At 8:30 school officially begins. In some of the classrooms, students and teachers sit together to plan their day. In others, the children begin working from their work plans. Some children are having a lesson on the big bang, others work in small groups on a research project about Europe. A teacher takes a group out on a nature hike, searching for specimens for their botany research. Others move into the media center to work on computers or make copies for their presentations on an American president.
Another teacher guides some children who have multiplication on their work plans over to the math shelves. Together they decide what material would be the best choice. One student chooses the stamp game
and the others ask for a multiplication lesson with the checkerboard. Over in the library area, students are
reading and composing stories. Others concentrate on grammar with the Grammar Symbols and Sentence Analysis boxes. Two children work together spelling out words with the Moveable Alphabet, then copy the words
into their notebooks. There are children, two at a time, having snack on the front deck. Many work on rugs with
math materials such as:
Test Tube Division,
the Golden Mat,
the Checkerboard,
the Geometric Stick Box,
the Squaring and Cubing Chains,
the Binomial and Trinomial Cubes.
Some learn subtraction with the Negative Snake Game.
Others tackle multiplication facts with the Pythagoras
Board. One boy busily composes numbers
from the Hundred Board.

One child works on initial sounds and an older child, sitting along side, helps her sort through the "b" and "d" cards. Another child helps his partner review the names of the Geometric Solids. Two children sit across the table testing each other on spelling words.

At the end of the morning children are invited to lessons in Spanish, art, music and computers. A child reads aloud
to a volunteer parent. Another volunteer works
with Sandpaper Letters, inviting children to practice
their sounds, tracing the rough surface of each letter as a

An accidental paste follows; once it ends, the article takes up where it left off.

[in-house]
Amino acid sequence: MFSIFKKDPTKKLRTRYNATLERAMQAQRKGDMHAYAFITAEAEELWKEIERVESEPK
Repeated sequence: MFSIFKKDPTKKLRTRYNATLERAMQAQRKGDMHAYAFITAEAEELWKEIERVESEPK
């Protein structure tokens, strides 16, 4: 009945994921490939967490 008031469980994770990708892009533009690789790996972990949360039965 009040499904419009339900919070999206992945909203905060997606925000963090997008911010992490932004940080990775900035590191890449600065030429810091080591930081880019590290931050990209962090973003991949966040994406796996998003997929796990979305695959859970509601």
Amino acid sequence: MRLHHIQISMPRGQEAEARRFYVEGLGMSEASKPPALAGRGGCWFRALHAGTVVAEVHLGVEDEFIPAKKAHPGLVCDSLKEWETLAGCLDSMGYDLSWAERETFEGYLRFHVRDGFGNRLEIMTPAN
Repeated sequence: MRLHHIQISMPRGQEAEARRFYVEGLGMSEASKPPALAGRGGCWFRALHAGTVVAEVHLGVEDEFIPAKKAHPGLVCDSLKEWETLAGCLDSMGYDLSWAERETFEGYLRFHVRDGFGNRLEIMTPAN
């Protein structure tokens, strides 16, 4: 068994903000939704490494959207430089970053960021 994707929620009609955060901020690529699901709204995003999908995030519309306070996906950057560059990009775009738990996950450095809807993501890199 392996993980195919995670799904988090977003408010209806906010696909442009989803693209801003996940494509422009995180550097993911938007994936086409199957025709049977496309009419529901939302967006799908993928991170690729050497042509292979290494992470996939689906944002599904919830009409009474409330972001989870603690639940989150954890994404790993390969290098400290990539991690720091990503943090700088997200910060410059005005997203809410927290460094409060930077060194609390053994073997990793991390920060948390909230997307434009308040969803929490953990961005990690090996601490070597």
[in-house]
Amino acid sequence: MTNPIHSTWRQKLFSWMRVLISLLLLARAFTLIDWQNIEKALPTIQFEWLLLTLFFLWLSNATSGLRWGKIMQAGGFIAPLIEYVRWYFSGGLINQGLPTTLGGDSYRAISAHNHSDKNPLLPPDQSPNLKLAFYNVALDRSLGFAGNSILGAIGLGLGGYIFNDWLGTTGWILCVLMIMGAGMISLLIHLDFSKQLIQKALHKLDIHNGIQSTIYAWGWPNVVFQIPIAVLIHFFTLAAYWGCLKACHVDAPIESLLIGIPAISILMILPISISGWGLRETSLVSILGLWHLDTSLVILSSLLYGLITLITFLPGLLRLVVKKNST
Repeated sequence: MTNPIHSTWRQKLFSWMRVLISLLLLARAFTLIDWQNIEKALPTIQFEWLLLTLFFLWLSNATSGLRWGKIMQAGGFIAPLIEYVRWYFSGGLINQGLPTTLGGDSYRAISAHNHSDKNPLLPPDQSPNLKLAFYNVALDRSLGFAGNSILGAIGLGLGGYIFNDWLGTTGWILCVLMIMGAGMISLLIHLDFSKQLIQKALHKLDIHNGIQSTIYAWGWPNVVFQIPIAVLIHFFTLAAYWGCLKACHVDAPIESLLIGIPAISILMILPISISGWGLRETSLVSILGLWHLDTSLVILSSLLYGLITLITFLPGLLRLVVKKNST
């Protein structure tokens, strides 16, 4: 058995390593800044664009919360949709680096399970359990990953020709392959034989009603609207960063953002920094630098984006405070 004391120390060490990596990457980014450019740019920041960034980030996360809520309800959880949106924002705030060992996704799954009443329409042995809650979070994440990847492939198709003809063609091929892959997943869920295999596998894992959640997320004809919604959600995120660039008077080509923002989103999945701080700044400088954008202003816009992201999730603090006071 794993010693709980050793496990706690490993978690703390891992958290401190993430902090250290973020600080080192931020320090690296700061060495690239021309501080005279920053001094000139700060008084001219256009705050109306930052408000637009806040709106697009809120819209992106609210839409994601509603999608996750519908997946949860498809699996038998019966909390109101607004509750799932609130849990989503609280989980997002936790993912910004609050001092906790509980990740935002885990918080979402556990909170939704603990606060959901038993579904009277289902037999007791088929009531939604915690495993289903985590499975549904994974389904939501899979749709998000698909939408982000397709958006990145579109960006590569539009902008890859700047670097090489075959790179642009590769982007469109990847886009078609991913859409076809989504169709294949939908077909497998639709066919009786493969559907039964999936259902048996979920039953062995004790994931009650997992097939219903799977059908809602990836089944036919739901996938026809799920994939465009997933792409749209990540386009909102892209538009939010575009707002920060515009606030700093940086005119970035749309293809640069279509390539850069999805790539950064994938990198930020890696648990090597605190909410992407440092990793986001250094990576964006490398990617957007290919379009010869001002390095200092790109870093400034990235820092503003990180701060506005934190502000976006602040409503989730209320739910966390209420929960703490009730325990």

preparation for writing. At 11:30 lunch and recess begin
for the K/1 classes. At 12:30 it is time for the older students to break for lunch and a more structured physical education time. Games are played such as croquet, soccer, and kickball. One day they run a 50-yard dash. Another day, the children participate in a cooperative game that teaches teamwork.

When the students return to class, it is time for silent reading. Everyone reads, including the teachers. After a time of silence and calm, a teacher calls them back to work or to afternoon specials. For the afternoon work time, the work plans are put away and the children work entirely from their interests and inspirations. It is still school and learning, it just doesn't feel that way.

Suddenly, it is 2:45. Work is put away. Some students
help restore order to the classroom. Jobs rotate so that each studentin the class has the responsibility at least once before the end of the year. One child dusts the shelves. Another straightens the
library books. Other children rearrange the materials on the shelves. The others sit quietly and read until
their classmates are done. The regular school day
is done at 3:15. For those who remain, we have an After School Program.

It's been a full day for the students at Island Village Montessori School. As they leave for home the children say goodbye to friends and teachers. It's been a fun day of lessons and activities. Now it's time to go home and be with family.
By 5:30 everyone has left for the day.
"
Excerpted from the elementary school's website